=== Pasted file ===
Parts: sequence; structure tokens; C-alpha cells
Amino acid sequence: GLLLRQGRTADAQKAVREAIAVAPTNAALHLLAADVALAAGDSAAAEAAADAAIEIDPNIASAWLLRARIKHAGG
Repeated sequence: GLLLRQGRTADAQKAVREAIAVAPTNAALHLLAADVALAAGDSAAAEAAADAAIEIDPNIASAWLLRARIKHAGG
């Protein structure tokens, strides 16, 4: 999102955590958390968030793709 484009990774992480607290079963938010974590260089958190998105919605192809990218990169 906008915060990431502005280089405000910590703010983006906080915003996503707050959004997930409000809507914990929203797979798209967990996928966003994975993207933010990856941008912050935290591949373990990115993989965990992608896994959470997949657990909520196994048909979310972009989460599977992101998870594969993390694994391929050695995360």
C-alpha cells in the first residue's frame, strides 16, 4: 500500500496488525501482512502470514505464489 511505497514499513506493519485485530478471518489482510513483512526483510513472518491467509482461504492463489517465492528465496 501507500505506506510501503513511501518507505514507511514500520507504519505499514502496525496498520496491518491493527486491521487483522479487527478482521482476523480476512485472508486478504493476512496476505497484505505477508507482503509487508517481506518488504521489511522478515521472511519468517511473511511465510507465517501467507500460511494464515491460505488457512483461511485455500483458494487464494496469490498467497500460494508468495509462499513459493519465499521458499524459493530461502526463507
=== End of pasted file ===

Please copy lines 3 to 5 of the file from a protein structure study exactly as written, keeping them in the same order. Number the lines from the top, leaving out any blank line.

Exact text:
Repeated sequence: GLLLRQGRTADAQKAVREAIAVAPTNAALHLLAADVALAAGDSAAAEAAADAAIEIDPNIASAWLLRARIKHAGG
């Protein structure tokens, strides 16, 4: 999102955590958390968030793709 484009990774992480607290079963938010974590260089958190998105919605192809990218990169 906008915060990431502005280089405000910590703010983006906080915003996503707050959004997930409000809507914990929203797979798209967990996928966003994975993207933010990856941008912050935290591949373990990115993989965990992608896994959470997949657990909520196994048909979310972009989460599977992101998870594969993390694994391929050695995360």
C-alpha cells in the first residue's frame, strides 16, 4: 500500500496488525501482512502470514505464489 511505497514499513506493519485485530478471518489482510513483512526483510513472518491467509482461504492463489517465492528465496 501507500505506506510501503513511501518507505514507511514500520507504519505499514502496525496498520496491518491493527486491521487483522479487527478482521482476523480476512485472508486478504493476512496476505497484505505477508507482503509487508517481506518488504521489511522478515521472511519468517511473511511465510507465517501467507500460511494464515491460505488457512483461511485455500483458494487464494496469490498467497500460494508468495509462499513459493519465499521458499524459493530461502526463507